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Richard, George (ed.) / Wisconsin alumnus
Volume 59, Number 5 (Nov. 1957)

Hone, Vivien
History in the making,   p. 11


Page 11


History in the Ilaking
             In University Archives rest valuable UW
        records-for safekeeping and use
T HE STORY of the University of
    Wisconsin as it is being seeded into
records and publications will henceforth
be preserved through the establishment
of University Archives. This new office
of Archivist and Bibliographer, created
by the Regents in June, meets a long-
standing and ever-growing need for the
full-time organized husbanding of Wis-
consiniana.
   Prof. Gilbert H. Doane, appointed
archivist and bibliographer, is directing
the work and has the assistance of two
part-time workers, both graduate stu-
dents in history.
   "Archives consist of the official rec-
ords and correspondence of the Univer-
sity, its administration offices, its col-
leges, divisions, and departments; the
official papers of its officers, deans, direc-
tors, departmental chairmen and fac-
ulty," Prof. Doane recently noted.
   He explained that the Archives also
contain printed bulletins, pamphlets,
serial publications and leaflets issued by
the University or written about it; pic-
torial brochures, films and scripts for
television and radio; sound recordings
of official events or reminiscences of
members of the faculty and staff.
Archivist and Bibliographer Doane examines  technical papers and working
notes of
Wisconsin history in the Regents' minutes.  members of the faculty, such
as those
                         By Vivien Hone
                           University News Service
which cut across the interests of a num-
ber of departments in the University-
for example, the material on lakes and
streams collected by the Drs. Birge,
Juday, and others," Prof. Doane, a little
out of breath, concluded.
   Beyond this, Archivist Doane pointed
out, after a pause, his office will be
actively interested in the personal papers
of UW faculty members who have made
exceptional contributions in the various
disciplines, or have taken a prominent
part in the development of the Univer-
sity, its teaching program and its re-
search program.
   "These add to the distinction of our
University and its reputation," Prof.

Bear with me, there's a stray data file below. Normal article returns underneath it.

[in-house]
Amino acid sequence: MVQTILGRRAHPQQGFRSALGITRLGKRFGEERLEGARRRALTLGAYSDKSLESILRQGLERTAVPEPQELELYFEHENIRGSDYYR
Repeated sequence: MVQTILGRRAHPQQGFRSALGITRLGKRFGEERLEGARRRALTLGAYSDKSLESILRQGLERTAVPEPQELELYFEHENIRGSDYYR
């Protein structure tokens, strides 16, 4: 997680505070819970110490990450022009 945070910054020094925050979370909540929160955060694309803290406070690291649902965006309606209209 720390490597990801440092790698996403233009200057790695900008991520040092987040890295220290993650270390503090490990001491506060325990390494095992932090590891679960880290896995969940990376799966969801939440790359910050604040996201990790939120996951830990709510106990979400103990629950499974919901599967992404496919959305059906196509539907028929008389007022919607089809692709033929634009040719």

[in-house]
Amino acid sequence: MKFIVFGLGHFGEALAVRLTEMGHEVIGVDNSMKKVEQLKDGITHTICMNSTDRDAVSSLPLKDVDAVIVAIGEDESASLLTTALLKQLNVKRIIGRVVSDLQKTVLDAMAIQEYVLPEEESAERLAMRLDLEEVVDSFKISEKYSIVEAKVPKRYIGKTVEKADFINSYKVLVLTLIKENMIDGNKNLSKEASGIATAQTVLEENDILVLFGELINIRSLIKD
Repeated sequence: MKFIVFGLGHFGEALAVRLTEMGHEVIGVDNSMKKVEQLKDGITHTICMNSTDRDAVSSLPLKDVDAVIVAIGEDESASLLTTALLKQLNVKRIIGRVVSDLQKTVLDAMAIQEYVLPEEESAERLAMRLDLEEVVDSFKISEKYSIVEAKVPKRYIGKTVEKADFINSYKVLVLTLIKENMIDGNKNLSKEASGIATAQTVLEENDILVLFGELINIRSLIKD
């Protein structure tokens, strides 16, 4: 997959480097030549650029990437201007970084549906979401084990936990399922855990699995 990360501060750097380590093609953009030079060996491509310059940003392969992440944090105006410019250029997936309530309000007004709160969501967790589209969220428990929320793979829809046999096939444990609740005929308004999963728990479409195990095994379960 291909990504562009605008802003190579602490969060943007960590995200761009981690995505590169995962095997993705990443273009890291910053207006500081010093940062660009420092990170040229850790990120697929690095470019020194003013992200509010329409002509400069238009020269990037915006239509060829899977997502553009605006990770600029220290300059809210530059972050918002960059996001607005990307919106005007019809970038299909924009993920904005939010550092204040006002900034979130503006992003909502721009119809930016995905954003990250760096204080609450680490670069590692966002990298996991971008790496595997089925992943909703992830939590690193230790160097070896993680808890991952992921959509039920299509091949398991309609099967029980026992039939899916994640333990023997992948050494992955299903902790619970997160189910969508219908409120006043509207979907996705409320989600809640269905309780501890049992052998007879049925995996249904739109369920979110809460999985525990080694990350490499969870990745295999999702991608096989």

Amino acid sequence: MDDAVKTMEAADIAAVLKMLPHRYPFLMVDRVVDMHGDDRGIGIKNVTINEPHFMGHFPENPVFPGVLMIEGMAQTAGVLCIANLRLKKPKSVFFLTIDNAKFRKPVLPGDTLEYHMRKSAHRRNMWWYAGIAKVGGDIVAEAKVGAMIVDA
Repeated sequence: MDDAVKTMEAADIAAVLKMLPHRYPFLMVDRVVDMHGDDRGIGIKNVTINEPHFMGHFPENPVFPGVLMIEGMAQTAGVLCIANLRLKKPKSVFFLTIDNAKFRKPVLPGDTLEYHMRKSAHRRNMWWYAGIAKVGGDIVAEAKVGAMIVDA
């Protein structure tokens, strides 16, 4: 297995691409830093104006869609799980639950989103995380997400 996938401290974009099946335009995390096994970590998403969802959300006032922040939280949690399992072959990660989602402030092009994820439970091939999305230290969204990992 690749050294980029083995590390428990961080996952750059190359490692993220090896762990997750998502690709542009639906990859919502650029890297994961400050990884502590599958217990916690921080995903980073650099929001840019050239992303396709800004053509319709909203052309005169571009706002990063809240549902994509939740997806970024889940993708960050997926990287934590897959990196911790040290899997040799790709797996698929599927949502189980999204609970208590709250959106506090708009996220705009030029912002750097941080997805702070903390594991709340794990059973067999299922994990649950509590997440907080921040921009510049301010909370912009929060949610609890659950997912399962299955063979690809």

Doane stressed.
   Gathering, sorting, and   arranging
this material, making inventory and cat-
aloguing it will be routine, but the
archivist's function will not end with
merely preservation as its goal. Useful-
ness is vital to the new operation, and
Prof. Doane will assist those who wish
to explore the resources of the Archives.
   The new agency will obviously prove
useful in the writing of future Univer-
sity histories, for many areas of historical
research, and as an important records
service.
   As University Bibliographer, Prof.
Doane will list as completely as possible
all official publications of the University
and enhance the value of such a list by
collecting copies of the publications
listed-a master file of UW    publica-
tions; including all titles in the "Bul-
letin" series and the old "Studies"
series, printed reports, and any fugitive
items which can be found. (The Studies
were published prior to the establish-
ment of the University Press.)
   "The work will go slowly at first,"
Mr. Doane acknowledged. "It takes time
to develop such a comprehensive pro-
gram."
   Fortunately, Prof. Doane does not
have to start from scratch; a substantial
body of printed materials had been
brought together by the University Li-
brary and the State Historical Society
before the Regents created the new
agency.
   Jesse Boell, the State Archivist, who
was encouraged by historian Vernon C.
Carstensen, has done a great deal to-
ward creating order out of relative un-
concern.
       (continued on page 31)
                                    11


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